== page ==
Prentice Jones ’24 spent most of her childhood in Los Angeles. At first, New York and Barnard did not feel to her like an obvious fit. A chance meeting with a famous Columbia University alum helped clarify her direction.
“I met James Franco. Our conversation was short but unforgettable. He wished me luck, and at that moment, New York City stole my heart,” said Jones, a first-generation student and computer science major. But it was her attendance at Barnard’s Summer in the City Pre-College program that sealed the deal for her
“From discussing topics like voyeurism in Hitchcock’s Rear Window to engaging in conversations about the Democratic debate with friends from Sulzberger Hall, I had never felt more intellectually stimulated than I did at Barnard,” she said. Jones navigated her college application process and her time at Barnard as a first-generation student, an identity she claims with pride.
“For me, being the first in my family to attend college is not just a personal achievement but a testament to the power of asking for help and seeking opportunities,” said Jones.
Ariana Banez ’27 is also the first in her family to attend college. She grew up in El Paso, Texas, and decided, even before the first day of classes, to bring her home and culture with her to Barnard.
During this year’s summer pre-orientation, she stated her intention to form a mariachi band. The result is the Mariachi Leones de Columbia, which has played at several campus events at Barnard and Columbia.
“The term ‘first-gen’ signifies my family’s progress toward the next big dream,” said Banez. “It is an honor to represent the years of work that my family has put in to get me to the point where I am now.”
Terrah Garner ’27, who came from Orlando, Florida, echoed Banez. “Being a first-gen is a great opportunity to broaden perspectives and advocate for others. It’s also an opportunity to honor my family’s sacrifices.”
This fall, her first semester at Barnard, she was accepted to the Athena Incubator cohort. Her business concept is focused on helping low-income students with their financial aid appeals, something she is passionate about. “The reason I applied to Barnard was because of Access Barnard’s resources,” said Garner.
Access Barnard is the College’s resource center dedicated to supporting first-generation students, students who identify as low-income, and international students. At its heart, Access Barnard is a hub for connection and inspiration.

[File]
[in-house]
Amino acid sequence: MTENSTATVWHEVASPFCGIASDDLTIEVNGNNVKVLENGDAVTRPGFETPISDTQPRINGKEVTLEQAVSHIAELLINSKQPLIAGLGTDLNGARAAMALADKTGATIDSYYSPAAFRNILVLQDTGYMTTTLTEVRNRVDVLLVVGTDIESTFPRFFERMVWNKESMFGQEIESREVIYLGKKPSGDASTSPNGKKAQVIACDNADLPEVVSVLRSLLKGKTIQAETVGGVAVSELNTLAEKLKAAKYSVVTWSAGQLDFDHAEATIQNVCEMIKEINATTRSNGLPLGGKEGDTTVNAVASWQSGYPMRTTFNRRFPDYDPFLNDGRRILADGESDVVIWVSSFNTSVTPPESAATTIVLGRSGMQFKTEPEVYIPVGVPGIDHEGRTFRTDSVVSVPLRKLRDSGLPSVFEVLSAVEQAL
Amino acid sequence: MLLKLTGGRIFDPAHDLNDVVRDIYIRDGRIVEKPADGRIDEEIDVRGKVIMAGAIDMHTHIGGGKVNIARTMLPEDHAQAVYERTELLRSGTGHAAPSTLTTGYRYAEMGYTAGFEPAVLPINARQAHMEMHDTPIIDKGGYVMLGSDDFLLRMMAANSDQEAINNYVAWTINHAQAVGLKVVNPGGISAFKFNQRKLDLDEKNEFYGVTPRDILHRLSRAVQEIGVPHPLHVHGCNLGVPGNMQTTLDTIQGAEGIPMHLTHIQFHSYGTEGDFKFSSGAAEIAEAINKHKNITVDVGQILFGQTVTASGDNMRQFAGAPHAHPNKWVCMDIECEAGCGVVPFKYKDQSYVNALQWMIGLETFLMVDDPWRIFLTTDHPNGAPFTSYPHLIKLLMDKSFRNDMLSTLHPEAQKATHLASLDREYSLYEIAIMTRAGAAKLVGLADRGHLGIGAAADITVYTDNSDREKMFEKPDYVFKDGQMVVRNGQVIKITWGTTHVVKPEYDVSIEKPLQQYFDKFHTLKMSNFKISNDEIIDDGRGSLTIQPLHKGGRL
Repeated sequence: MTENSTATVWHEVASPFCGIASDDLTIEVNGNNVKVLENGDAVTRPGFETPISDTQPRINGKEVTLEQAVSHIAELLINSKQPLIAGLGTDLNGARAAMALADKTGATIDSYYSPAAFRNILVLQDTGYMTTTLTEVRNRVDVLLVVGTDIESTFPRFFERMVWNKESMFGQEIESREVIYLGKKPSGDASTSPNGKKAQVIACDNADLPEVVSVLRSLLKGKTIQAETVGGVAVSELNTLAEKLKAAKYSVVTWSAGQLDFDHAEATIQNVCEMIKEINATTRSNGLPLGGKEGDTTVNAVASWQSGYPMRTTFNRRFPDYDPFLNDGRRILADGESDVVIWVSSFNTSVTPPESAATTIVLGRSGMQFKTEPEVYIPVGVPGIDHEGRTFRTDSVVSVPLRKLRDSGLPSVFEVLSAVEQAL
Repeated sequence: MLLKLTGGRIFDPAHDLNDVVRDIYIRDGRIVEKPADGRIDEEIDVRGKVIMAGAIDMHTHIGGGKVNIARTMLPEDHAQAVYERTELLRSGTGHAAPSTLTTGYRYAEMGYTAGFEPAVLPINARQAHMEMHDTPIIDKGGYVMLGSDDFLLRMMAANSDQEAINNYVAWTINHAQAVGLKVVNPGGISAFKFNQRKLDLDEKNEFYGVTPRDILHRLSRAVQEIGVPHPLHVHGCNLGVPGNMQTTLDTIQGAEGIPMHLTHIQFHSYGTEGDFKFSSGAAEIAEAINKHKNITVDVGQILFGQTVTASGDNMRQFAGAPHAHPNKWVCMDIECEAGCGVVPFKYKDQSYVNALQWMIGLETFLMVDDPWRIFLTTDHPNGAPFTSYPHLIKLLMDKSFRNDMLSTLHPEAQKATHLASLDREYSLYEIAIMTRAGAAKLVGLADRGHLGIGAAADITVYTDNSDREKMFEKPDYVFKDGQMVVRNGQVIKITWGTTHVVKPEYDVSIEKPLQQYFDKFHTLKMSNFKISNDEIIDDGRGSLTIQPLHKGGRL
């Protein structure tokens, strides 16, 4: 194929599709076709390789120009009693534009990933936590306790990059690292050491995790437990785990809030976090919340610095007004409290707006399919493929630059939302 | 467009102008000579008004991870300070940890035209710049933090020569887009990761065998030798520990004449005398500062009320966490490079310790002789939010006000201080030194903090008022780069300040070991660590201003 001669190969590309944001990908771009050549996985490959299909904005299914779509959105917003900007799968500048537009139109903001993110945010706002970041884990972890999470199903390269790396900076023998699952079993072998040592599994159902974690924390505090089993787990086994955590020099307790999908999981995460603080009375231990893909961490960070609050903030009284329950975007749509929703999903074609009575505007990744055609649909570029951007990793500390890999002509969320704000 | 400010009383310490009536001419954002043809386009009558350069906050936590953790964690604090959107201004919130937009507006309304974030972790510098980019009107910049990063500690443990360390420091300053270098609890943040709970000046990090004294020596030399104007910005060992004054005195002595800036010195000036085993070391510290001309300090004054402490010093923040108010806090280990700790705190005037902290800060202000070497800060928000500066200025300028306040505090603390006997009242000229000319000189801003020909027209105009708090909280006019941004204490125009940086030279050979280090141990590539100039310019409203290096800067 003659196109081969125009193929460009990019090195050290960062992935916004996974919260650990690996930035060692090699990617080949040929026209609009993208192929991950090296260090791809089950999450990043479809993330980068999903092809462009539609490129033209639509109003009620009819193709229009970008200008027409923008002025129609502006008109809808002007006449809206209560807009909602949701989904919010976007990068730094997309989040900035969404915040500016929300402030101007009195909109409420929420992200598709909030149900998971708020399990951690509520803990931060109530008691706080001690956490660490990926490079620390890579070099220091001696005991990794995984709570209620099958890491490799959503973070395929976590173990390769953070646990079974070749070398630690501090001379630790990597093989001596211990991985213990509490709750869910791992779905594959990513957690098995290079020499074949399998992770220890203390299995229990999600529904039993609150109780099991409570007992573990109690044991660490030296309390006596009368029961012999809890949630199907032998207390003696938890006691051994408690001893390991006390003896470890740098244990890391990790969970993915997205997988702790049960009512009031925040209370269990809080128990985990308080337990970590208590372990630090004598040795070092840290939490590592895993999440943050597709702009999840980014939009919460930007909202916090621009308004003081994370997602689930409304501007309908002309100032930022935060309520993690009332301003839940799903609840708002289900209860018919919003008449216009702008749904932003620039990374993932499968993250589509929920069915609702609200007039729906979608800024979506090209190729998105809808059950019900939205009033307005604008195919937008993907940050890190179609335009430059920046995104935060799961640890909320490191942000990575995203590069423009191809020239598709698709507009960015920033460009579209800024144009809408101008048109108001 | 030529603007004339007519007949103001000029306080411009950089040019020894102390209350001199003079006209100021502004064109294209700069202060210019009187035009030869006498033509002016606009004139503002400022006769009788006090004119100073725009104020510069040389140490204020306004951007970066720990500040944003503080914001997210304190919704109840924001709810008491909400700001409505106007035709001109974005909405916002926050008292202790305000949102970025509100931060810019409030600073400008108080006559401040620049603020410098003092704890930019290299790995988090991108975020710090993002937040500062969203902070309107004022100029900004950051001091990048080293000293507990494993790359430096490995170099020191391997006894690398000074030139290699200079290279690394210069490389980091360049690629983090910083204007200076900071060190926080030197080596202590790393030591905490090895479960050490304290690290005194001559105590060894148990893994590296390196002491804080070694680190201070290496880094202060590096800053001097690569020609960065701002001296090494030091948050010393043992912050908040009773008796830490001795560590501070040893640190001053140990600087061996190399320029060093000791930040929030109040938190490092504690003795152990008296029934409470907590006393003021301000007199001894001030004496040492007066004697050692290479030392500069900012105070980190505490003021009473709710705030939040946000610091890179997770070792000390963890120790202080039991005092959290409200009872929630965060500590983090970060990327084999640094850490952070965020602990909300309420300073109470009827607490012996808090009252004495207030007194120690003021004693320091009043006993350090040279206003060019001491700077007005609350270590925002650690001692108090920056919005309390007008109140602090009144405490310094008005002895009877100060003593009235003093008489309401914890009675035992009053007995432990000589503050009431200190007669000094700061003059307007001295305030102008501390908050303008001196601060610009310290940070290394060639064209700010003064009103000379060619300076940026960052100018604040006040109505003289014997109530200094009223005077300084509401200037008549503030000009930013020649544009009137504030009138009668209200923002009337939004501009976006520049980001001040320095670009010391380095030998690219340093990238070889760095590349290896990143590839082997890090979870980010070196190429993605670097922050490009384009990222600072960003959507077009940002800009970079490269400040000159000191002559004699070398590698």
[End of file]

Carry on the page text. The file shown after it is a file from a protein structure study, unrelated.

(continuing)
For Jemima Gedeon, Barnard’s director of First-Generation Student Initiatives at Access Barnard, celebrating first-generation students on November 8th — and every day — is vital.
“[First-generation] is an invisible identity, and students should feel supported,” said Gedeon. She recently initiated a campus-wide visual campaign featuring posters and cards with the message “I am first-gen. Let’s chat.”
“I’m really jazzed about it,” said Gedeon. “[First-generation] students need to know of others that were first-gen grads. How nourishing that is for them and their sense of belongingness at Barnard. It sends such a good message to the FLI [First-Generation Student Initiatives] community.” The daughter of Haitian immigrants, Gedeon was also the first in her family to attend college. She graduated from New York University in 2006.
“One thing my parents made explicit to us was that we were going to college. We were breaking the cycle,” said Gedeon. At Barnard, she draws inspiration from witnessing first-generation students gradually build their confidence. “I love to see FLI students take up space because sometimes they’re afraid to do that because of imposter syndrome. I tell them, ‘Take up space. Your stories matter. Get out and do it,’” said Gedeon.
For the National First-Generation Student Day, Barnard will host FLI Legacy Night, a party for all of the firsts on campus and another important opportunity to encourage and celebrate these pathbreaking students. That evening, Banez and her now-thriving mariachi band will provide the entertainment and fulfill one of the central goals of her college career at Barnard — to “take up space” in her own way.
“I’m determined to leave a lasting impact through the mariachi group I initiated. Mariachi has been a profound influence in my life, and my mission is to cultivate this love for the genre and share it with the wider community,” said Banez. “This affirms the importance of our culture in a prestigious institution like [Barnard]/Columbia, and I’m here to represent that pride.”